Moment II: Tashkent, The model Soviet city in Asia: focal point of Asian socialism.

Fig.1 Model of Tashkent City Centre Project, developed by the Tashgiprogor Institute with the participation of the Central Research Institute for Urban Development.
Source: “Генеральный план развития Ташкента” [General Development Plan of Tashkent]. p.19
The public landscape of Tashkent has been taken over by the USSR for soviet nationalism. After the 1966 5.1 Richter scale Earthquake, Tashkent had to go through renewal of city planning. Masterplan of new Tashkent was developed by several Soviet Architects: архитекторы Л. Адамов (руководитель), М. Савельев, В. Ломаченко, Г. Левченко, Ю. Халдеев, Ю. Мирошниченко, А. Якушев, О. Рушковский, Ю. Пурецкий, М. Савельева, М. Неклюдова, М. Лифановская, инженеры А. Ванке, А. Стрельников, Д. Кривошеев, Р. Зубова, В. Щеглов, А. Стазаева, Г. Шагас. This new urban planning introduced western style of complete new forms of planning ideas, such as Garden City that Ebenezer Howard proposed. Disregarding original cultural mud-brick courtyard houses to apartment complexes, which has changed the appearance, as well as its residents and their lifestyle, which built a new form of city.

Redevelopment of Tashkent after the earthquake of 1966, could be said as the second critical moments of architectural revolution of Tashkent. The redevelopment of city centre of Tashkent was to moderate the landscape of Uzbek capital and bring ‘mature socialism’. In contrast to 1930s, many young architects involved in redesigning the city centre were integrated with local rather than Moscow-based design schools, focused on creating a public landscape that is celebrated both Uzbek and Soviet nationhood. However, this personal and political tension were inevitably surfaced on the built environment of Tashkent’s reconstructed city.

Fig.2 The tallest Lenin statue ever erected in the Soviet Union, presiding over Tashkent’s Lenin Square. The statue was erected in 1974. Photo: James Bell (1988).

Vladimir Lenin, was a Russian revolutionary, politician and theorist who was the leader of the government of Soviet Russia from 1917 to 1924, and Soviet Union from 1922 to 1924, who was able to unify the Soviet Union as one Soviet Communist Party. He is well know for his political-philosophical movement, Marxism–Leninism, which aimed for the transformation of a capitalist state into a socialist state. 

Lenin Square (formerly Red Square), has got larger, including 3 huge glass-steel office buildings, which were taken over by Uzbek supreme soviet. A new museum honouring Lenin was built facing the square, and the tallest statue of Lenin, or Soviet leader even, ever in USSR was erected at the Lenin Square (fig. 2), which was a bold statement to suppress Uzbek elites from their nationalism. The dominant images were of technological progress and modernisation. The public spaces at the city centre were infused with an austere internationalism. This internationalism had a specific context: The Union of Soviet Socialist Republics.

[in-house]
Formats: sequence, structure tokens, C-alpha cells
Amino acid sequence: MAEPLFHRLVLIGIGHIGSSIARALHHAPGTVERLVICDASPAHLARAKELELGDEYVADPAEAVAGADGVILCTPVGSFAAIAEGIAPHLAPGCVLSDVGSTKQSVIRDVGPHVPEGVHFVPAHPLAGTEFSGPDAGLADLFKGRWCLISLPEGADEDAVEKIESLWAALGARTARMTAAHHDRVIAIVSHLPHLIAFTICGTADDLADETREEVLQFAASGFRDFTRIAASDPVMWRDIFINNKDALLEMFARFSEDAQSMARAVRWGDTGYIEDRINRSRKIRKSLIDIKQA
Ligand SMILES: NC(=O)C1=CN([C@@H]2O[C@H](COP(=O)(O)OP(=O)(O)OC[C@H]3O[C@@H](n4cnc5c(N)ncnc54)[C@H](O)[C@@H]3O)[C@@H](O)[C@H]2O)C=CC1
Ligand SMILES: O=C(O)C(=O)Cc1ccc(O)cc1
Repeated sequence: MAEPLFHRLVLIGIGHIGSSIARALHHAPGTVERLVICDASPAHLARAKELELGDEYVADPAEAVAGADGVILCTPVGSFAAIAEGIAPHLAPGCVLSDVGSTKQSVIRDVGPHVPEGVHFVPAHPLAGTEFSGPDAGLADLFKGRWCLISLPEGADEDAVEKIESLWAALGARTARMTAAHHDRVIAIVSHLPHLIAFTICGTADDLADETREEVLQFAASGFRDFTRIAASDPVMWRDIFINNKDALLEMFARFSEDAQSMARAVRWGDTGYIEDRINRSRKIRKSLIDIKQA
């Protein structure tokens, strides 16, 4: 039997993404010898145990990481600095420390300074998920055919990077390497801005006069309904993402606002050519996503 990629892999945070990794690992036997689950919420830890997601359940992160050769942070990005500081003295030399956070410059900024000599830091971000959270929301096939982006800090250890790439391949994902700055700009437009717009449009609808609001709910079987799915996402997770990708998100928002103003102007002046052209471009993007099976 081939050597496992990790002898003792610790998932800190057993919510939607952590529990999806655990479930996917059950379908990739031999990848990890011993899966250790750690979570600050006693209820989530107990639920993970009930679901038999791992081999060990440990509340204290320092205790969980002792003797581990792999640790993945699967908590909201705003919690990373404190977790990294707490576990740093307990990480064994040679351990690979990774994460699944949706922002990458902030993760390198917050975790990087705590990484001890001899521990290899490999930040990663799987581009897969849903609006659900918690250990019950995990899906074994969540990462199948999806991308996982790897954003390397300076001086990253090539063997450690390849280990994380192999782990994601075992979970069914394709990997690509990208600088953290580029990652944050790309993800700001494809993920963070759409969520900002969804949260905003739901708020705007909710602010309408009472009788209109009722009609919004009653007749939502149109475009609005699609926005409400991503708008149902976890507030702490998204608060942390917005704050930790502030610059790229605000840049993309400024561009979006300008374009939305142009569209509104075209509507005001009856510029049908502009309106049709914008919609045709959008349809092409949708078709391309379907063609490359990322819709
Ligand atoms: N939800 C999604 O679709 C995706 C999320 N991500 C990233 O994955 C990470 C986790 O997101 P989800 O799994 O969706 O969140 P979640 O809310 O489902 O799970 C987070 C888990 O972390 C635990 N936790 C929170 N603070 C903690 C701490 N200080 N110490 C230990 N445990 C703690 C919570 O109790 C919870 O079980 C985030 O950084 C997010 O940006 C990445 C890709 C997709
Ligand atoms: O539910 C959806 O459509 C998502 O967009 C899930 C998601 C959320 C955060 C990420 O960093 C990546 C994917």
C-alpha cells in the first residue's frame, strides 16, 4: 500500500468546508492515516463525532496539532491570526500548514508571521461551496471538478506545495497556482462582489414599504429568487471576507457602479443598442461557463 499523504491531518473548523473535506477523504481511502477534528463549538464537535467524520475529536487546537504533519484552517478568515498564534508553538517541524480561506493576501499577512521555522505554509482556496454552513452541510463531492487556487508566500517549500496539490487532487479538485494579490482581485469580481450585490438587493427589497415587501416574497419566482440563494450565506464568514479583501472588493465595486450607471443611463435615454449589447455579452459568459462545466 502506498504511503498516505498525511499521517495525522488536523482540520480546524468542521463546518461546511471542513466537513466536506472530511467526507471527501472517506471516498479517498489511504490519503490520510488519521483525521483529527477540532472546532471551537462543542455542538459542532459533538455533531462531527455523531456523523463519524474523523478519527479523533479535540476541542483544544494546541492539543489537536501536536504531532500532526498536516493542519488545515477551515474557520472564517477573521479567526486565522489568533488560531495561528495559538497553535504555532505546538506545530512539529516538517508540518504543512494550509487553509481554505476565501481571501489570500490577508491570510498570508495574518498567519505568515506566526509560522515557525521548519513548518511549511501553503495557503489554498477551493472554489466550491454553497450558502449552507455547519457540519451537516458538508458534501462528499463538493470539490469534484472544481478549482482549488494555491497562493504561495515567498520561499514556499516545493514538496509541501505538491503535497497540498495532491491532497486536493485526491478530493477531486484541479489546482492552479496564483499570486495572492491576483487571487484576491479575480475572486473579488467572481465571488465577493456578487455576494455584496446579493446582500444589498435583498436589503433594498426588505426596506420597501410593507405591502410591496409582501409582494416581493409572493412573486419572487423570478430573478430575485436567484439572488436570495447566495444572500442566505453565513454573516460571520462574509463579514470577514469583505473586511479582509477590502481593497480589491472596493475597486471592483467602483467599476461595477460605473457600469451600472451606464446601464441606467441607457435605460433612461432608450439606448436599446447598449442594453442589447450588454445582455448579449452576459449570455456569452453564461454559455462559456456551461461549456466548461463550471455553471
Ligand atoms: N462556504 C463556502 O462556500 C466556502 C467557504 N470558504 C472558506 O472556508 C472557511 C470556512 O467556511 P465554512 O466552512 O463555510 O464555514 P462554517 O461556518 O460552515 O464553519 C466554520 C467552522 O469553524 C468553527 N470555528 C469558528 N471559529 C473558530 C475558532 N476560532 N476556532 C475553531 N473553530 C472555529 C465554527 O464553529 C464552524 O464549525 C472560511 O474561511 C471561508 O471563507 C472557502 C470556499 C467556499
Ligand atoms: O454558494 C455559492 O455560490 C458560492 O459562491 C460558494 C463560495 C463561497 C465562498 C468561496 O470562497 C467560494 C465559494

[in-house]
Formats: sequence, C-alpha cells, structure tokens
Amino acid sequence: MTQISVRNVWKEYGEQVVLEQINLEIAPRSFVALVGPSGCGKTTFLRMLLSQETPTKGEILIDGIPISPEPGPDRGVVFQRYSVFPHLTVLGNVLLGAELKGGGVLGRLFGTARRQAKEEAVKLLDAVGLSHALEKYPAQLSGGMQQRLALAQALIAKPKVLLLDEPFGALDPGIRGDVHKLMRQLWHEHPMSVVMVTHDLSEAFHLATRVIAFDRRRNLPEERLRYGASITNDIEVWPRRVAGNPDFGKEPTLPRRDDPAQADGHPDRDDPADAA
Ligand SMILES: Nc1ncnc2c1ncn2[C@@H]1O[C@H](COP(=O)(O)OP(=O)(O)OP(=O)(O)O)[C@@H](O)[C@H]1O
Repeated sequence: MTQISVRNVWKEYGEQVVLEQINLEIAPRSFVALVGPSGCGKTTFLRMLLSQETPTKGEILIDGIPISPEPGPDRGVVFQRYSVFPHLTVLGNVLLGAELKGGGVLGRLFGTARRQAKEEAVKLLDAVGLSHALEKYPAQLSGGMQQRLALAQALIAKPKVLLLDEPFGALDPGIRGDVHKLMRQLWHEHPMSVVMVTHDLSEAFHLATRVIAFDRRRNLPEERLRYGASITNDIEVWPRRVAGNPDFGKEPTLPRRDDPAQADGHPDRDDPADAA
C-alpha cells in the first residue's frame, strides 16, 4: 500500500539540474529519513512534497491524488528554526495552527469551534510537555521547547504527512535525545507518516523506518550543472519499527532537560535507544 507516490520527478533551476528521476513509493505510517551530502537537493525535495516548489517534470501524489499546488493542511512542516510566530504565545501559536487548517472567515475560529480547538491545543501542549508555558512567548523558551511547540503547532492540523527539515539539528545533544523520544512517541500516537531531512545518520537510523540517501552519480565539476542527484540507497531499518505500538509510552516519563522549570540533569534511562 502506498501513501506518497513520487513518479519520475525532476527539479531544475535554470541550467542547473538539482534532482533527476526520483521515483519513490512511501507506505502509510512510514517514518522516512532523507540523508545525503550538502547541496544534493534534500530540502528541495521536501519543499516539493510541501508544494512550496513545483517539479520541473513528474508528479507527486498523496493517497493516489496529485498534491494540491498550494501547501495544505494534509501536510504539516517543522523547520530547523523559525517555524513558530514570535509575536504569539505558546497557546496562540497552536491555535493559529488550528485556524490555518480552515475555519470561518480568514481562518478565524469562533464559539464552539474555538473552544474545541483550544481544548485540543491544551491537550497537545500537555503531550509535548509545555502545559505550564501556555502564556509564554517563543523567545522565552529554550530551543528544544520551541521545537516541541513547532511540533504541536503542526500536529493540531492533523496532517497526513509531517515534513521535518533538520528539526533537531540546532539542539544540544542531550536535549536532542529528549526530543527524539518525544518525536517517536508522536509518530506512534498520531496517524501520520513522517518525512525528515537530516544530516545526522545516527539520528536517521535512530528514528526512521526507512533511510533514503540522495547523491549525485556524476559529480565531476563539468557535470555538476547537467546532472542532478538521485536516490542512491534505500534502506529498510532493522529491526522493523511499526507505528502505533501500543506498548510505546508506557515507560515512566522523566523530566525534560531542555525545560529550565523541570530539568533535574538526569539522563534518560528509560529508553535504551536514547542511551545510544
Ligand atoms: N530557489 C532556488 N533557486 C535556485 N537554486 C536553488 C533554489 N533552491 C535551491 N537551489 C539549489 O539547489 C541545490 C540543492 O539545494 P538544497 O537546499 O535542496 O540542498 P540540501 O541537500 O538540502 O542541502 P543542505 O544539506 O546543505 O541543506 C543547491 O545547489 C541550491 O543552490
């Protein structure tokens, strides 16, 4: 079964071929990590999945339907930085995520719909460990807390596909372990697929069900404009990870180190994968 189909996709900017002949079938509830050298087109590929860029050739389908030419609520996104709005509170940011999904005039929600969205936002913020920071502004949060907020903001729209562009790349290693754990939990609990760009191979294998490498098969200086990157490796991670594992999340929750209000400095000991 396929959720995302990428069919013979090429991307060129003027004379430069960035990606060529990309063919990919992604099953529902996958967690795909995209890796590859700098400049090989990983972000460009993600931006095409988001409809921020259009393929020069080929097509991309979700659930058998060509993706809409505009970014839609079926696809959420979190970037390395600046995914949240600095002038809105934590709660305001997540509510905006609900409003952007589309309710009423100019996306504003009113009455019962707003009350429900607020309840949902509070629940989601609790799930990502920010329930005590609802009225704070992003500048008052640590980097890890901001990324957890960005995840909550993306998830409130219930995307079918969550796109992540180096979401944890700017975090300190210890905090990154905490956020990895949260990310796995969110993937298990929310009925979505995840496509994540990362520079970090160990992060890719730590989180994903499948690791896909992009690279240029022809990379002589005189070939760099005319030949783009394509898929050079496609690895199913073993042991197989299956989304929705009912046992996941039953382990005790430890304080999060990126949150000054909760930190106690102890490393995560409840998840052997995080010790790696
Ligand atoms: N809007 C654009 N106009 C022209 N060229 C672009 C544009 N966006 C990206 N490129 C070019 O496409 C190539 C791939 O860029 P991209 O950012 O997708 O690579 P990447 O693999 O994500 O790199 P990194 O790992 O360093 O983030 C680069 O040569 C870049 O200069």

Fig.3 The ‘Courage’ memorial commemorating the reconstruction of Tashkent following the 1966 earthquake. Photo: James Bell (1988).

‘Courage’ memorial shows the action against the terrible injustice of nature’s anger, an entire nation has risen to defend her stricken, according to the theme (fig.3). However, when looked deeply, the nation doesn’t only justify as Uzbek itself, but as the Soviet nations of Tashkent. The figures of man, woman and child do not represent a family, but as all Soviet man, Soviet woman and future Soviet generations, acting as a socialist archetypes, devoid of racial or ethnic heritage.

Overall, from these two examples of public spaces of Tashkent’s reconstructed city centre, Uzbek nationhood has deepened through architectural landscape, while encompassed ideology of Soviet identity. At the end, the ‘Courage’ memorial is subjects of the Soviet state, rather than Uzbek itself, and figure of Lenin, the Soviet grandfather, reminding Uzbek people of their place as Soviet-centred nation.

 

Source:

А.И. Банке, Ю.П. Пурецкий, А.В. Стазаева, А.В. Якушев. “Генеральный план развития Ташкента” [General Development Plan of Tashkent]. Издательство ЦК КП Узбекистана [Publishing House of the Central Committee of the Communist Party of Uzbekistan]. Tashkent. 1967.

Alexander, Catherine., Victor. Buchli, and Caroline. Humphrey. “Urban Life in Post-Soviet Asia”. London ; New York: University College London Press, 2007.

Bell, James. “Redefining national identity in Uzbekistan: Symbolic Tensions in Tashkent’s Official Public Landscape.” Ecumene (continues as Cultural Geographies) 6, no.(2) (1999). 183-213.

Institute of Marxism-Leninism. CC CPSU. “Lenin: A Biography”. Progress Publishers, 1983.

Meuser, Philipp. “Seismic Modernism: Architecture and Housing in Soviet Tashkent”. Translated by Clarice Knowles (English) and Dmitrij Chmnelnizki (Russian). Berlin, Germany: DOM publishers, 2016.

Stronski, Paul. “Tashkent: Forging a Soviet City, 1930-1966”. Pittsburgh: University of Pittsburgh Press, 2010.

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